Okay, so we’re clear on the terminology (you can’t get much more straightforward than “pee wipes,” honestly), how about the concept? It makes sense, especially to those familiar with the concepts of cloth diapering and reusable menstrual products: why waste paper when you could use cloth? Excessive toilet paper waste is expensive, wasteful, and can cause septic system problems. So sure, I can see why using cloth wipes makes sense.

In fact, I actually tried to use pee wipes for a while. I thought about poo wipes, but I just… couldn’t. In small part because it squicked me out, but largely because I share a few very old, awful washing machines with my neighbors and it seemed rude. I figured my pee was sterile and no one would be the wiser… and they wouldn’t have known, if I hadn’t loudly proclaimed to all of them “guess what I’m trying now!!!”

My pee wipes set up was pretty similar to most people: I had a little basket full of cloths (they were GladRags inserts, the perfect size!) next to the toilet, along with a small wet bag. Initially, I had to train myself not to drop the inserts right into the toilet, but it was a pretty quick learning curve. I washed the inserts as needed, but the cost of my coin-op laundry added up quickly and it was kind of a pain compared to washing my cloth pads once a month.

My verdict: I’d totally go back to pee wipes in the future, if I had my own washer and dryer. I’m still unsure about poo, which I’m totally okay with.

We asked our Facebook community about reusable toilet paper and got some great responses! Here’s a small sampling what our followers had to say:

“I use family cloth for myself (pee only) and you would be shocked at how much tp we save!! Instead of going through 3-4 rolls a week, we only go through 1 or 2 at the most.” – Allie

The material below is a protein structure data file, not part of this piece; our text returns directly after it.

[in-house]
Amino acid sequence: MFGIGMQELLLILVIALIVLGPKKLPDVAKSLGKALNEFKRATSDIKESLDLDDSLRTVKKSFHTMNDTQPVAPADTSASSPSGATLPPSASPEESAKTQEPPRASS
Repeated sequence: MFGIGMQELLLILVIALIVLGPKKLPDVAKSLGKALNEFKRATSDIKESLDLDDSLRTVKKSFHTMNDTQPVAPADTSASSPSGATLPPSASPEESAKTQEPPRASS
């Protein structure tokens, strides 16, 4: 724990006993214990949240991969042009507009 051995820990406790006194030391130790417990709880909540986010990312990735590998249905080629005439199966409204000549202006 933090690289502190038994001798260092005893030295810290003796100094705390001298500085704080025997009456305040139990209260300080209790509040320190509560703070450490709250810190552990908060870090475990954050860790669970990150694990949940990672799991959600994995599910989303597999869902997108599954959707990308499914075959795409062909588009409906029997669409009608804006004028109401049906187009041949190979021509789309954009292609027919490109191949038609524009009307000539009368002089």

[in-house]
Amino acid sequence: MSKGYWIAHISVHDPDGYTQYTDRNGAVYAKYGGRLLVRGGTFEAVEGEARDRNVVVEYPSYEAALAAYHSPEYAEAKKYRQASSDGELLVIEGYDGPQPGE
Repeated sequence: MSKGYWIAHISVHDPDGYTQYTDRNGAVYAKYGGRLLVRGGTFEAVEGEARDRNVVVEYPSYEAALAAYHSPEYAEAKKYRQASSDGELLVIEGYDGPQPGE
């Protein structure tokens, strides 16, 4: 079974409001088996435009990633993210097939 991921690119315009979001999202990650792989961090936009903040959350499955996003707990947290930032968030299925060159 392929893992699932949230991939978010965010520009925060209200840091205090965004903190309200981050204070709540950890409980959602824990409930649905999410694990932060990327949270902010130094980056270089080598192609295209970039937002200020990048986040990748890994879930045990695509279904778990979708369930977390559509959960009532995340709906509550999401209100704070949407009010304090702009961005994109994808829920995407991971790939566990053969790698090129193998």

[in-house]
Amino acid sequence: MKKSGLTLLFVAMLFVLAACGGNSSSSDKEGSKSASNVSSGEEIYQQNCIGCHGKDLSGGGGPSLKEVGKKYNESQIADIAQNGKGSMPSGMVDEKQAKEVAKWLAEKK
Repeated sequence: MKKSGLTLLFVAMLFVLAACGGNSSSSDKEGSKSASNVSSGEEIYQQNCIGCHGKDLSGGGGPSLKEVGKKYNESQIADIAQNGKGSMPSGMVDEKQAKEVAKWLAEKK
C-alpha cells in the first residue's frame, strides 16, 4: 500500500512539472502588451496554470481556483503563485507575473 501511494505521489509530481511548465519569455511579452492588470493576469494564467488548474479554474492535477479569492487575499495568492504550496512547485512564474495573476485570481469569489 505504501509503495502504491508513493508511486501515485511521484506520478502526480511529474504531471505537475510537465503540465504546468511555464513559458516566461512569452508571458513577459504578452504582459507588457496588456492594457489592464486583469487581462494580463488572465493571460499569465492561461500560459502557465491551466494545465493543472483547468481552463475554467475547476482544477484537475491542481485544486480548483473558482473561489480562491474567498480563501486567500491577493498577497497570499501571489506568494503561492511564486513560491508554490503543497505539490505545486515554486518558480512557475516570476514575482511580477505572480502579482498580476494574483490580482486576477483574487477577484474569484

“9 years and counting! There’s a basket of cloth in front of the toilet and when they are used they go in a basket on the side of the toilet. They are washed in hot with an extra rinse (because my washer has a setting. I’ve made the wipes from flannel (old sheets, old pajama pants, flannel fabric, sometimes old towels but they never last, etc) for these 9 years.” – Amanda

I haven’t had any stains. If there’s a lot of “residue” they get treated like poopy diapers, which is they get scrubbed in the toilet with a toilet brush to get it off first before they get thrown into the pail. Washing (since they are washed with the diapers) entails a prewash with a little bit of a detergent and then a heavy duty wash with a full cap.” – Robin

“We use family cloth. Started out with cloth diapering, then cloth wipes, then family cloth. WE LOVE IT! Just use the wipes and toss them in with the diaper laundry and we are good to go. When we don’t have anyone in diapers anymore we will continue. It is so much nice for our skin, better for the environment, and saves a ton of money on toilet paper. Give it a try if you are skeptical. You will be amazed at how nice it is.” – Tricia